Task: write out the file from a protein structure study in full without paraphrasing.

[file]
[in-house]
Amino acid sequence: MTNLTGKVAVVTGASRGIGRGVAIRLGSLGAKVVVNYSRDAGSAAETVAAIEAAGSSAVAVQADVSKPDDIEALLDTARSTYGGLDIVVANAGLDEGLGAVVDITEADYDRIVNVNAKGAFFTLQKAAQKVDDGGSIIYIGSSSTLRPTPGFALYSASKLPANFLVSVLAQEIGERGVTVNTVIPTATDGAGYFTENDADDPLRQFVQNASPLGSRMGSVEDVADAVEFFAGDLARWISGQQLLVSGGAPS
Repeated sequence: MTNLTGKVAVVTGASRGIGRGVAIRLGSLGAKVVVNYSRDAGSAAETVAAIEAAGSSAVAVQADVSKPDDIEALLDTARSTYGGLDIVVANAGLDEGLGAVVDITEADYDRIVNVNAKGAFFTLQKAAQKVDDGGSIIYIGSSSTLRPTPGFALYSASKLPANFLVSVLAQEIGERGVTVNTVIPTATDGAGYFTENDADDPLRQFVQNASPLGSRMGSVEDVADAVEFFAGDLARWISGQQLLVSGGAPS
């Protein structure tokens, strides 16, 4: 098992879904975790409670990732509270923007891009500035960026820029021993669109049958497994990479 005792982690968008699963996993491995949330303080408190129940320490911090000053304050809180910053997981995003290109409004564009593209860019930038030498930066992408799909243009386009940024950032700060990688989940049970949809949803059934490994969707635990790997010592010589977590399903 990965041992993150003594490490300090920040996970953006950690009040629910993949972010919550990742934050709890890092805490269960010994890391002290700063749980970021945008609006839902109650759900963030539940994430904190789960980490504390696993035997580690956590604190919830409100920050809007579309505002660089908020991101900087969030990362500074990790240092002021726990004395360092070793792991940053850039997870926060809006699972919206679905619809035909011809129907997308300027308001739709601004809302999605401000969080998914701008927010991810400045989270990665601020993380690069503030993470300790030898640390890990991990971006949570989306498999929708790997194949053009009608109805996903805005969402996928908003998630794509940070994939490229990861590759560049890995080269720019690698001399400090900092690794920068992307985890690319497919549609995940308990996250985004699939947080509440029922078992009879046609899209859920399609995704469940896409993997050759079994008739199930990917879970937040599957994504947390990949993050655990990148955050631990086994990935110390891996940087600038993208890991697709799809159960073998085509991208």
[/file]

[in-house]
Amino acid sequence: MTNLTGKVAVVTGASRGIGRGVAIRLGSLGAKVVVNYSRDAGSAAETVAAIEAAGSSAVAVQADVSKPDDIEALLDTARSTYGGLDIVVANAGLDEGLGAVVDITEADYDRIVNVNAKGAFFTLQKAAQKVDDGGSIIYIGSSSTLRPTPGFALYSASKLPANFLVSVLAQEIGERGVTVNTVIPTATDGAGYFTENDADDPLRQFVQNASPLGSRMGSVEDVADAVEFFAGDLARWISGQQLLVSGGAPS
Repeated sequence: MTNLTGKVAVVTGASRGIGRGVAIRLGSLGAKVVVNYSRDAGSAAETVAAIEAAGSSAVAVQADVSKPDDIEALLDTARSTYGGLDIVVANAGLDEGLGAVVDITEADYDRIVNVNAKGAFFTLQKAAQKVDDGGSIIYIGSSSTLRPTPGFALYSASKLPANFLVSVLAQEIGERGVTVNTVIPTATDGAGYFTENDADDPLRQFVQNASPLGSRMGSVEDVADAVEFFAGDLARWISGQQLLVSGGAPS
């Protein structure tokens, strides 16, 4: 098992879904975790409670990732509270923007891009500035960026820029021993669109049958497994990479 005792982690968008699963996993491995949330303080408190129940320490911090000053304050809180910053997981995003290109409004564009593209860019930038030498930066992408799909243009386009940024950032700060990688989940049970949809949803059934490994969707635990790997010592010589977590399903 990965041992993150003594490490300090920040996970953006950690009040629910993949972010919550990742934050709890890092805490269960010994890391002290700063749980970021945008609006839902109650759900963030539940994430904190789960980490504390696993035997580690956590604190919830409100920050809007579309505002660089908020991101900087969030990362500074990790240092002021726990004395360092070793792991940053850039997870926060809006699972919206679905619809035909011809129907997308300027308001739709601004809302999605401000969080998914701008927010991810400045989270990665601020993380690069503030993470300790030898640390890990991990971006949570989306498999929708790997194949053009009608109805996903805005969402996928908003998630794509940070994939490229990861590759560049890995080269720019690698001399400090900092690794920068992307985890690319497919549609995940308990996250985004699939947080509440029922078992009879046609899209859920399609995704469940896409993997050759079994008739199930990917879970937040599957994504947390990949993050655990990148955050631990086994990935110390891996940087600038993208890991697709799809159960073998085509991208």